Capoeira rodas are documented in the streets of Rio de Janeiro since the famous engraving ‘Jogar Capoera’, based on a drawing by Johan Moritz Rugendas, and published in 1835. Capoeira disappeared from the streets after the systematic repression at the beginning of the Republic (1889–90). Street rodas reappeared after the end of the Vargas dictatorship in 1945. Among the thousands of Bahian and other Northeastern migrants who came to work in Rio de Janeiro, some were capoeiras.
In the 1950s, 1960s and 1970s various street rodas took place in the city, with both Bahians and Cariocans (inhabitants of Rio de Janeiro) participating. Some of the latter were old malandros, others already students of the Bahians. The most famous street rodas were those in Quinta da Boa Vista, the carnival roda at Central Station and the roda at the Our Lady of Penha festivities. In this way, the street rodas contributed to the emergence of the contemporary styles of capoeira.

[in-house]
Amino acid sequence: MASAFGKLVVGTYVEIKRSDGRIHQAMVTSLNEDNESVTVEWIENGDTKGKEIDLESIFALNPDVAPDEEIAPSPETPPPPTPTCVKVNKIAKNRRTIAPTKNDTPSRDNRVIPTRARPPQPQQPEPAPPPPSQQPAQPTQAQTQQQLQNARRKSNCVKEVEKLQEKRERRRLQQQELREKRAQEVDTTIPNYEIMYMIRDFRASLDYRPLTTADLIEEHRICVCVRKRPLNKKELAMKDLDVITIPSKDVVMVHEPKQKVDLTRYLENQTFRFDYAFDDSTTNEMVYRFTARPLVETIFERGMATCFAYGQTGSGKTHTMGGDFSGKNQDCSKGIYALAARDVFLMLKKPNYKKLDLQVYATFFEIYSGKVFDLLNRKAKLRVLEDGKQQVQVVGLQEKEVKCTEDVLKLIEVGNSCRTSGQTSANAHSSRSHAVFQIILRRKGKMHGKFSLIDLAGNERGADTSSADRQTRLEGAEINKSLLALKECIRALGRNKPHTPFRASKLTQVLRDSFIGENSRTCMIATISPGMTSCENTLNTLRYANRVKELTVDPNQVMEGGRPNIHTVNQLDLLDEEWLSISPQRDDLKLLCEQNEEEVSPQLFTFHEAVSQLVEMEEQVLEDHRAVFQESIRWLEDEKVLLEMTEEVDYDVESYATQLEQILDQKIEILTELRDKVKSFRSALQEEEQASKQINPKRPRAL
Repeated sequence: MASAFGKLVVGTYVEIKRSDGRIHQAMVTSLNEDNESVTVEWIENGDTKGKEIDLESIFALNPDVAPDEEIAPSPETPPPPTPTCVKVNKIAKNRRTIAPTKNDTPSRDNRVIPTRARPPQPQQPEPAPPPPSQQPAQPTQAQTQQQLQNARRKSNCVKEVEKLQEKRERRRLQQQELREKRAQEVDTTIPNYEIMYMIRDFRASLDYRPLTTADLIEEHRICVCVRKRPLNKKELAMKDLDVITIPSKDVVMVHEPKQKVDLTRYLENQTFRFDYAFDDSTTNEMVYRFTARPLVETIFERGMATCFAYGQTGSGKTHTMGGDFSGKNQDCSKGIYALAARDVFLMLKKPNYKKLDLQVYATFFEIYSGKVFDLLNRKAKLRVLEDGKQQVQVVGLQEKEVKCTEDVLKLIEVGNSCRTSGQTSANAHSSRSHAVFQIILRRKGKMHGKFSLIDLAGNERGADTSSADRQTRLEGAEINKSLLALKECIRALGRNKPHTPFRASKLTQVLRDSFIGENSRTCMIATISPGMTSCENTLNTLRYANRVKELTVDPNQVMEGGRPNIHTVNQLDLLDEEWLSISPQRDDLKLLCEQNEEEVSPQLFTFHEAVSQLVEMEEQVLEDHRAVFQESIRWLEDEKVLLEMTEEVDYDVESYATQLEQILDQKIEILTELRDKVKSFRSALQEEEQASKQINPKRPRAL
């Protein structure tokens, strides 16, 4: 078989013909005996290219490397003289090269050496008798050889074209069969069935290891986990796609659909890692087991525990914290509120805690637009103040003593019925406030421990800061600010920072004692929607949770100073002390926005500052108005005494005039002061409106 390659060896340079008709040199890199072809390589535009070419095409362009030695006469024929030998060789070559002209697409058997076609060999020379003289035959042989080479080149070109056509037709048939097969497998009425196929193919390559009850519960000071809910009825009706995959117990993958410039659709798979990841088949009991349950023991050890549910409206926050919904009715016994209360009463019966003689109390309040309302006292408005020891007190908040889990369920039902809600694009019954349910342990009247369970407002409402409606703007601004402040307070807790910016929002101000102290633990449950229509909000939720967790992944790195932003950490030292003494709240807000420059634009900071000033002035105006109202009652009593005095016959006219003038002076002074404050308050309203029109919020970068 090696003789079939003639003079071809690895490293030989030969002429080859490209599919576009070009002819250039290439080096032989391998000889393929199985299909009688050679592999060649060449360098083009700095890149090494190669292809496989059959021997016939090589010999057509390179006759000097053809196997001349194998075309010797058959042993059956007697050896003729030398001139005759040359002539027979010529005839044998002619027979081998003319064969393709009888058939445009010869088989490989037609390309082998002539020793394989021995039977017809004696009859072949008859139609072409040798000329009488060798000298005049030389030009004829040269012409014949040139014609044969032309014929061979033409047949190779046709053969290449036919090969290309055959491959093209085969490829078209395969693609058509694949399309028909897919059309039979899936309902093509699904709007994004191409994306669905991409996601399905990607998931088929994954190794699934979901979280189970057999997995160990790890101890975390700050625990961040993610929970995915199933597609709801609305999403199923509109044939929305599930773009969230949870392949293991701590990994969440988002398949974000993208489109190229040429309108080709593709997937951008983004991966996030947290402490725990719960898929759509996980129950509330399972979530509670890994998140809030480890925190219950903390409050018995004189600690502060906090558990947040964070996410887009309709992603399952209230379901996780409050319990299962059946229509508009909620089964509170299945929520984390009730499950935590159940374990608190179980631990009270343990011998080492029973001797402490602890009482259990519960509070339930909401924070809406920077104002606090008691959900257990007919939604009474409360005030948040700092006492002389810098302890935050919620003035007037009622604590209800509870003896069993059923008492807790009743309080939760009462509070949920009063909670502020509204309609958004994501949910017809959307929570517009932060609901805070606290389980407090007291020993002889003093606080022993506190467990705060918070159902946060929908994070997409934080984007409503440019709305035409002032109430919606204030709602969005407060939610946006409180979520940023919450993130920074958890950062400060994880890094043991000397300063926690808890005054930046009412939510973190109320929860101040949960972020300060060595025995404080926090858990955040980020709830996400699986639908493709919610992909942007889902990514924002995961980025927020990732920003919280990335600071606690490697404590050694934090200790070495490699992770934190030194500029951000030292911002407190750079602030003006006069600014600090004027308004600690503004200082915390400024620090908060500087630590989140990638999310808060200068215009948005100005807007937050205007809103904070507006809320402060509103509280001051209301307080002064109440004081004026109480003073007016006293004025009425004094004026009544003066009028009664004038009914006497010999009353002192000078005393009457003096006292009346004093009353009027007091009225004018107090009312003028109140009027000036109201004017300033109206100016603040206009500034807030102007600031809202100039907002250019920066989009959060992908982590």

With the growth of academies and organised groups practising a sportified capoeira, some rodas organised by academias started to agglutinate capoeiristas from various styles and lineages. The roda at the “academy” of Zé Pedro in Bonsucesso, no doubt, was the most important of this new type of roda. The street rodas lost their importance from the 1970s onwards. Only the Caxias Roda from that time continues today. But a number of new street rodas have established again in the city. We are trying to rescue the history of the street rodas in Rio de Janeiro. If you have material about rodas before 1984, and would like to share it, please get in touch through the email capoeirahistory and add gmail.com